Monthly Archives: June 2013

The Supreme Court Overstates Racial Progress

There is a common thread in both of the Court’s last two decisions: an appeal to illusory racial progress.

In Fisher v. University of Texas Kennedy argues that it may be time to replace race-based affirmative action with another system, “Strict scrutiny imposes on the university the ultimate burden of demonstrating, before turning to racial classifications, that available, workable race-neutral alternatives do not suffice.” While I would certainly prefer class-based affirmative action to nothing, I will below outline why race-based affirmative action is still necessary.

Yesterday’s decision about the Voting Rights Act (Shelby County v. Holder), aside from proving that Conservatives are perfectly willing to “legislate from the bench,” also appeals to imaginary progress. Roberts writes, “[Since 1965], largely because of the Voting Rights Act, voting tests were abolished, disparities in voter registration and turnout due to race were erased, and African-Americans attained political office in record numbers.”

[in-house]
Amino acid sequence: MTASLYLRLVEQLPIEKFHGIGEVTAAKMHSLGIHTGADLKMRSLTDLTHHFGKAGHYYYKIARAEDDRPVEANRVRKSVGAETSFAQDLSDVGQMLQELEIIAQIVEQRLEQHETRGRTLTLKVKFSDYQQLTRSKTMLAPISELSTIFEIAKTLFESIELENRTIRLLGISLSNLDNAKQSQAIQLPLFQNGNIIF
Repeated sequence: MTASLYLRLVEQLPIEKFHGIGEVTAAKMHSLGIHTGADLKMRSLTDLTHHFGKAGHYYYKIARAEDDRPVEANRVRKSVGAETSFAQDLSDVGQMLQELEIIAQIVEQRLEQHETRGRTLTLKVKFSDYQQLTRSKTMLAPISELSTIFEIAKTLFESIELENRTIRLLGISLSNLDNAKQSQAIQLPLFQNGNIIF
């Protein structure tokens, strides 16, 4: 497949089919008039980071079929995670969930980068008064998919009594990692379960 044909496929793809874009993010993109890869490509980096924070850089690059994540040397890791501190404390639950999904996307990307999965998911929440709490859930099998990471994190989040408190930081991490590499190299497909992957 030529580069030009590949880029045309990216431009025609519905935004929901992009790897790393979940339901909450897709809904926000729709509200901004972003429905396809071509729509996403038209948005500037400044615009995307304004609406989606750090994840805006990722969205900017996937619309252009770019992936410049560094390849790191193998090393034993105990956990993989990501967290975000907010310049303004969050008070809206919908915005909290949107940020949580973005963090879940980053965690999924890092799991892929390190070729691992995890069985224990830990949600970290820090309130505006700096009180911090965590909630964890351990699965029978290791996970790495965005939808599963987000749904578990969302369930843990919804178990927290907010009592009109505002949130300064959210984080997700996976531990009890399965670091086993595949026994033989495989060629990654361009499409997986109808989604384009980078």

So has America progressed enough that we can throw off Affirmative Action and Section 4 of the Voting Rights Act (which will, if Thomas is to be believed, lead to Section 5 being struck down as well)? Or are we, as Ginsburg argues, “throwing away your umbrella in a rainstorm because you are not getting wet.”

Let’s look at the evidence. The wealth gap between whites and blacks has grown, in fact, it has tripled. The study by Thomas Shapiro, Tatjana Meshede and Sam Orso find that a college education is a huge driver of that gap. A study by Martha J. Bailey finds that the college entry gap between the rich and poor has widened drastically over the past 40 years, driven largely by inequality.

African Americans still deal with the legacy of racism and oppression. Many blacks alive today can remember redlining, and lack of a home is still a major driver of black poverty. Just two weeks ago, the HUD discovered a subtle racial bias in housing opportunity. There’s a disparity in arrests for benign drugs and another in sentencing, especially for the death penalty.

The average inheritance of a black baby boomer is $8,000 while the average inheritance of a white baby boomer is $65,000. Elementary and high schools are still highly segregatedand schools with high minority populations are underfunded. In these circumstances, affirmative action is not an unfair boost, it is rather an equalizer.